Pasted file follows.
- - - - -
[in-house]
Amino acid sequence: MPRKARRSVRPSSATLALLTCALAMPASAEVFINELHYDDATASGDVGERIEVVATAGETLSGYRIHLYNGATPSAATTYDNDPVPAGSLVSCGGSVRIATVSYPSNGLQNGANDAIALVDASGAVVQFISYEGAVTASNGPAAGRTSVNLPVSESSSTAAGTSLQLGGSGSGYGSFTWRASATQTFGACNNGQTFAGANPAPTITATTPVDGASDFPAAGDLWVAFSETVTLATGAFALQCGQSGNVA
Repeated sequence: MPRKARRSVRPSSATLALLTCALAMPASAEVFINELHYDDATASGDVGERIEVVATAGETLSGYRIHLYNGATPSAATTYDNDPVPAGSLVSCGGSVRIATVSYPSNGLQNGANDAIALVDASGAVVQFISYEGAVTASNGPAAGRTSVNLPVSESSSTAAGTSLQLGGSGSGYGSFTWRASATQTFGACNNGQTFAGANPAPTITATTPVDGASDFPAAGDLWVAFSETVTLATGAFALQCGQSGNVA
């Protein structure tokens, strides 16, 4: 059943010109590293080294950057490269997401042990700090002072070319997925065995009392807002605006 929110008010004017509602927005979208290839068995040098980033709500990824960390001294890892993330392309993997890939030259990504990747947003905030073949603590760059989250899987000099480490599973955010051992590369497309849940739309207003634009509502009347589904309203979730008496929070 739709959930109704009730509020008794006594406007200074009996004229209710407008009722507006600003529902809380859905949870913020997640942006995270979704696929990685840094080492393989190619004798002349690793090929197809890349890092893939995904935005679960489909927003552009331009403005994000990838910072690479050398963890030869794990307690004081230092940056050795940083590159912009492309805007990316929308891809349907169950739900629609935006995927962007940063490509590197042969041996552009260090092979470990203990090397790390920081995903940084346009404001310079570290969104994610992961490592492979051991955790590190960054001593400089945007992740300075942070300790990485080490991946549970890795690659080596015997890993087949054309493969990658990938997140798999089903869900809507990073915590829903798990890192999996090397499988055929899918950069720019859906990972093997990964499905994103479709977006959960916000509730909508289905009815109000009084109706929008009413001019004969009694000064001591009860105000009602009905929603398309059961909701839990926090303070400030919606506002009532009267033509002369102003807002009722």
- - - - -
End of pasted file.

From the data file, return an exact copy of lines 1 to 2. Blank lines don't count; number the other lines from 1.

[in-house]
Amino acid sequence: MPRKARRSVRPSSATLALLTCALAMPASAEVFINELHYDDATASGDVGERIEVVATAGETLSGYRIHLYNGATPSAATTYDNDPVPAGSLVSCGGSVRIATVSYPSNGLQNGANDAIALVDASGAVVQFISYEGAVTASNGPAAGRTSVNLPVSESSSTAAGTSLQLGGSGSGYGSFTWRASATQTFGACNNGQTFAGANPAPTITATTPVDGASDFPAAGDLWVAFSETVTLATGAFALQCGQSGNVA